‘I thought that they were very interesting and it was cool how they slide the statues down to a hole to lift it up. I thought that the entrance behind the curtain is pretty cool. The exhibition was awesome.’
‘Wonderful exhibition of some truly tremendous historical artefacts. Thank you for transporting us to Easter Island. Very well put together and the entrance behind the curtain is great!’
‘A truly inspirational exhibition with plenty of information to grab your interest. Irving was so helpful and he had Chloe aged five-and-a-half wanting more. Thank you all.’ Ben & C from Australia and Maureen from Eccles
‘A very informative exhibition and I have learnt about the people of Easter Island.’ (12/7/15)
‘Very well thought out space and thought-provoking. Clear and accessible information. Thank you!’
‘Very interesting. I learnt a lot more about the history and the statues themselves. Thank you…. Merrifield’
‘It brought the island to life. I had on idea about the volcanoes in each corner or the sheer number of statues. Very respectful exhibition, thanks.’ (13/7/15)
‘We visited Easter Island in Feb this year and read about the stolen moai so had to come and see it here. EASTER ISLAND is fantastic and well worth the journey. Ian W. and Viveien P.’ (17/7/15)
‘That’s cool I really love travel. If I have time I must go to Rapa Nui to have a look! Jacky from HK, traveller.’
‘Very, very interesting! Especially to learn how the clans treated the rock as a living being!’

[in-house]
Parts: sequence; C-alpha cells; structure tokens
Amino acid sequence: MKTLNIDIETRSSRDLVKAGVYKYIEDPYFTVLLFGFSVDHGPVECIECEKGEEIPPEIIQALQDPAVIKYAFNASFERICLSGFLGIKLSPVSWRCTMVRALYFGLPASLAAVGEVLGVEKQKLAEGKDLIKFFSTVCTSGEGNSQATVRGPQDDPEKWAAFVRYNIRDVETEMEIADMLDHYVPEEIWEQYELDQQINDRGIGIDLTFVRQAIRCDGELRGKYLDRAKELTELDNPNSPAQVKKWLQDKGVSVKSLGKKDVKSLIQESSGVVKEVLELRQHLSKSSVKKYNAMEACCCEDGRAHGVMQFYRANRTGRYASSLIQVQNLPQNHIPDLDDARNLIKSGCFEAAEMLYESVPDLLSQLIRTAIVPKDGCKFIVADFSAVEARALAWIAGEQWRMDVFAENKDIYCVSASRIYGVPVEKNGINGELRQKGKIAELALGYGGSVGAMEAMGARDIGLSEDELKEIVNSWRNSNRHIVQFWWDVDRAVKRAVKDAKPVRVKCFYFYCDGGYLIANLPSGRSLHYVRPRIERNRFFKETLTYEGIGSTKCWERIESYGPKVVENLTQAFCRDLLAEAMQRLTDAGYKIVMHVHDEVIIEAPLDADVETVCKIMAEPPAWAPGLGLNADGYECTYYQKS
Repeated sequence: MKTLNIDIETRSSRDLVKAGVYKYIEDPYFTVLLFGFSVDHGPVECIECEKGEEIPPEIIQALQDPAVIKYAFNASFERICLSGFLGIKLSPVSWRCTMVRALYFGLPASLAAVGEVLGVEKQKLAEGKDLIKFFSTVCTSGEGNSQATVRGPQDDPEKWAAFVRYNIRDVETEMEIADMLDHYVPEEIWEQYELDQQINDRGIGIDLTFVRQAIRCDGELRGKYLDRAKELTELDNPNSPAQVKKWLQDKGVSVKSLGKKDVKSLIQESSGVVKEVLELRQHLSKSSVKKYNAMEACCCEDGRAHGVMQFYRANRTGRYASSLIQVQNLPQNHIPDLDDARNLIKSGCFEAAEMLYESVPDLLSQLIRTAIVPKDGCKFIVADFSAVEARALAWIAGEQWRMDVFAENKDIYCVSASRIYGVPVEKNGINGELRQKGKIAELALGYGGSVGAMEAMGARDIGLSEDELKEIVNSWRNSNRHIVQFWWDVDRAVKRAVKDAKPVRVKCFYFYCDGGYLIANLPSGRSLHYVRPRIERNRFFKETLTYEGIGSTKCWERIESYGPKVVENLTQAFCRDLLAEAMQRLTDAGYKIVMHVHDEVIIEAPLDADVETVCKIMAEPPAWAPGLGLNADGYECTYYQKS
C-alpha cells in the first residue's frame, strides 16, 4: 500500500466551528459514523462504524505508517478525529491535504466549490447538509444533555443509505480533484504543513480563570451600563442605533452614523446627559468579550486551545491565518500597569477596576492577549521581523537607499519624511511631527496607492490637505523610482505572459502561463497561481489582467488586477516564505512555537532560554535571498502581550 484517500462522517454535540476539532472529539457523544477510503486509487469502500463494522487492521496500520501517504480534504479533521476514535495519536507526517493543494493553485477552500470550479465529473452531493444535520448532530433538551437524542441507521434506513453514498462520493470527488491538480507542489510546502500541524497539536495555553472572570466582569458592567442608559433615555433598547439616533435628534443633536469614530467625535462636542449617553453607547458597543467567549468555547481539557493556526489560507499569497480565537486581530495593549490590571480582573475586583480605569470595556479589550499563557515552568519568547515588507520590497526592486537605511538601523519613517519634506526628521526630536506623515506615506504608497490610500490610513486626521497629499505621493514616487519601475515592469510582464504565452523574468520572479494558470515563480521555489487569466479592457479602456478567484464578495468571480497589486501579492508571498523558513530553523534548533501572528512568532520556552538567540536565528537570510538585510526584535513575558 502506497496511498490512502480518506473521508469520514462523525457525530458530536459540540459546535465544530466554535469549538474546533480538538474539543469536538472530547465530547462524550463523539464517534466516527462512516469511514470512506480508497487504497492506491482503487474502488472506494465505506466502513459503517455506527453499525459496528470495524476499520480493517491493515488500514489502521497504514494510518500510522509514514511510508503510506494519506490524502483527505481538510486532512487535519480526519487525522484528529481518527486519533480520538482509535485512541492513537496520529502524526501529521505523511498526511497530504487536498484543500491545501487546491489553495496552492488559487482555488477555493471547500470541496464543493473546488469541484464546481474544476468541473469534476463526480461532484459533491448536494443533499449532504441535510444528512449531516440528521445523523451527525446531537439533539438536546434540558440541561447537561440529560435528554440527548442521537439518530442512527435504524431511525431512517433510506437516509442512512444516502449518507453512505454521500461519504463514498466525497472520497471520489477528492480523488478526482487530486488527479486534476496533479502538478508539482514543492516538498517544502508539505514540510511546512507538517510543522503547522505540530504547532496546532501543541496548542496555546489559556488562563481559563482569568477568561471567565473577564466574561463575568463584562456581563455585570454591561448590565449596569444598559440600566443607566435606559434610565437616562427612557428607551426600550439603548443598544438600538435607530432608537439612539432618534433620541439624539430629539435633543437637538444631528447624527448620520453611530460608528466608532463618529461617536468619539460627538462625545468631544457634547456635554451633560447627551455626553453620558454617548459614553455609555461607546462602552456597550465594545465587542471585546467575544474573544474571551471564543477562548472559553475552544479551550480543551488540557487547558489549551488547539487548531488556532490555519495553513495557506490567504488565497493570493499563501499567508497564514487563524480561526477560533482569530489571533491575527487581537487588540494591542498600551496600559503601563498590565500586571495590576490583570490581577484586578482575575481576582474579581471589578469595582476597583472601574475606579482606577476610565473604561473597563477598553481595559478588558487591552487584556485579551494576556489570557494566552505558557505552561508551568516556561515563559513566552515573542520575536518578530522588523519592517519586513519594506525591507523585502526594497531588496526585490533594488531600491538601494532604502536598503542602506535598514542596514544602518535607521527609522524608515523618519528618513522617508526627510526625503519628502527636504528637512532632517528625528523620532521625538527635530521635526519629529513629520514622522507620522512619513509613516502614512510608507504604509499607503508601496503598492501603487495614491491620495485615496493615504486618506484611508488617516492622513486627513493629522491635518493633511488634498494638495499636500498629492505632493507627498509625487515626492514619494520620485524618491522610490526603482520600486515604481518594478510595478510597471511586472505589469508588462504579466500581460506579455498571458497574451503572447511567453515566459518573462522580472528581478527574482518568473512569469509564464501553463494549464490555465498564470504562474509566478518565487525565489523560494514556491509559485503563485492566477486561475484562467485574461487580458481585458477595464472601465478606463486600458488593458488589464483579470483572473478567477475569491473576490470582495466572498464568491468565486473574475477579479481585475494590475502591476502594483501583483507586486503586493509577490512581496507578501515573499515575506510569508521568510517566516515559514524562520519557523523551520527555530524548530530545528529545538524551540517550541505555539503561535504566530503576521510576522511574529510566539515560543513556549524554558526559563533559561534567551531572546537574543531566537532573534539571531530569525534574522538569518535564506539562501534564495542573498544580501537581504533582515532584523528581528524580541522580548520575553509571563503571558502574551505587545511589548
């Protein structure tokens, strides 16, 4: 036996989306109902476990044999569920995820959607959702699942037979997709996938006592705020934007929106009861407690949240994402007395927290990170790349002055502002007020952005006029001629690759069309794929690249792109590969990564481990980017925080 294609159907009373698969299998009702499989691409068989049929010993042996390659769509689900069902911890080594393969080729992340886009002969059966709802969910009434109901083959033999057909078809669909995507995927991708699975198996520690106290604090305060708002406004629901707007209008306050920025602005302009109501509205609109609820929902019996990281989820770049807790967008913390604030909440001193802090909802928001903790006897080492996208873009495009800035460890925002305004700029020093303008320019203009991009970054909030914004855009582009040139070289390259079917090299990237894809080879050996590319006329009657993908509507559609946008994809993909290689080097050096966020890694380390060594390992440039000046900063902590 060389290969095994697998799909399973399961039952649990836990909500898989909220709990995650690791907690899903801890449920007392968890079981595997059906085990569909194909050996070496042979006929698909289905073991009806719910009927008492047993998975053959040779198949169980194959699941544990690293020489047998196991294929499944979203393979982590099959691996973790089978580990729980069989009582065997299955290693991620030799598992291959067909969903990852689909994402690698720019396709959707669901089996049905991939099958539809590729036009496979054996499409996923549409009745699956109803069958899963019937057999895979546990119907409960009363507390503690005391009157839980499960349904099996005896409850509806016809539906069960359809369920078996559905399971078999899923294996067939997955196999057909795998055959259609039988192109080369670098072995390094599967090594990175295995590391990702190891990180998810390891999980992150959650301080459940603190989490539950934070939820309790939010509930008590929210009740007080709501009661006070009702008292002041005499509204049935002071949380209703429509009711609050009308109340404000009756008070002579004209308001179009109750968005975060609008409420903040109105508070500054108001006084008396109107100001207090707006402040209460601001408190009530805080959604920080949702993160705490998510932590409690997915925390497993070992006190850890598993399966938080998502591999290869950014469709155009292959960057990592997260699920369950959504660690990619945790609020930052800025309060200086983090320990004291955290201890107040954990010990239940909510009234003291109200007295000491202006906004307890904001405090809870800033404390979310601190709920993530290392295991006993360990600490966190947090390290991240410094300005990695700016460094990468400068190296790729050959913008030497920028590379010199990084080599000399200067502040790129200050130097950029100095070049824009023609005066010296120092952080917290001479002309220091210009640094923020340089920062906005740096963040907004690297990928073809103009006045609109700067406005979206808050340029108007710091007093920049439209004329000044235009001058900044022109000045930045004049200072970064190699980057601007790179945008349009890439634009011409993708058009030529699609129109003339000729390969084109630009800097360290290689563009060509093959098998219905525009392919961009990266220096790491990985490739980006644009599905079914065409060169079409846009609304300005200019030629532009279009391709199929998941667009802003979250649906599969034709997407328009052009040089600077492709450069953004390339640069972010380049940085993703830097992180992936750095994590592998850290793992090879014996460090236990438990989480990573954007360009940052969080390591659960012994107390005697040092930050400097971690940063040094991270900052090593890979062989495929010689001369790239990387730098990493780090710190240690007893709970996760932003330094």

‘Rapa Nui is Polynesian not Chilean’ – another visitors has annotated the last work with the comment ‘incorrect’
‘Thank you this was an inspiring exhibition’ (19/7/15)
‘Brings back memories from our visit to Easter Island in 2007 Thanks Laura and Stefan’
‘Very interesting exhibition. Liked the artefacts. Never knew about Easter Island until today. Kelly and Arnold’
‘Loved the exhibit. I’m an archaeology student but never really studied Rapa Nui before. This exhibition was informative and well-done. Emily B.’
‘Thank you for a wonderful exhibit – as well as the entire museum. Matilda Dallas, Texas, USA’ (20/7/15)
Moai Hava and entrance to exhibition about Rapa Nui/Easter Island at Manchester Museum.
The centrepiece of Manchester Museum’s temporary exhibition Making Monuments on Rapa Nui: The Statues of Easter Island, which opened on 1st April is the statue of Moai Hava. This 2m high 2.5 ton basalt statue has been kindly lent by the British Museum as part of its National Programmes. Until recently Moai Hava was displayed at World Museum Liverpool. These impressive statues enjoy an iconic status across the world. Drawing upon the recent fieldwork undertaken by experts from University College London, the University of Manchester, Bournemouth University and Orkney Research Centre for Archaeology (ORCA), University of Highlands and Islands as well as Rapa Nui and Chilean archaeologists, Manchester Museum’s temporary exhibition explores how the statues were made, the significance of the different kinds of stone, and the quarries where they were carved, and the meaning that they had for the people of the island who are known as Rapanui. In addition the main exhibition gallery features two large replica statues or moai, each 2.5m high and surmounted by a topknot or pukao. These impressive copies were made by Chris Dean (who did the sculpting) and Peter Spinks of Freeform Studios Ltd and Creative Models respectively.
Statues or moai at the volcanic crater of Rano Raraku. Photo: Adam Stanford (c.) Aerial-Cam Ltd
About one thousand statues or moai are known from the island and most of them were carved in a quarry at the volcanic crater of Rano Raraku. The rock is known as volcanic tuff and is relatively soft when newly exposed. When it is weathered, and, under certain lighting conditions, it has a luminosity, which lends the statues an otherworldly character. This may explain why the Rapanui went to such lengths to make their statues out of this material. The statues were carved in the bedrock still attached by a keel.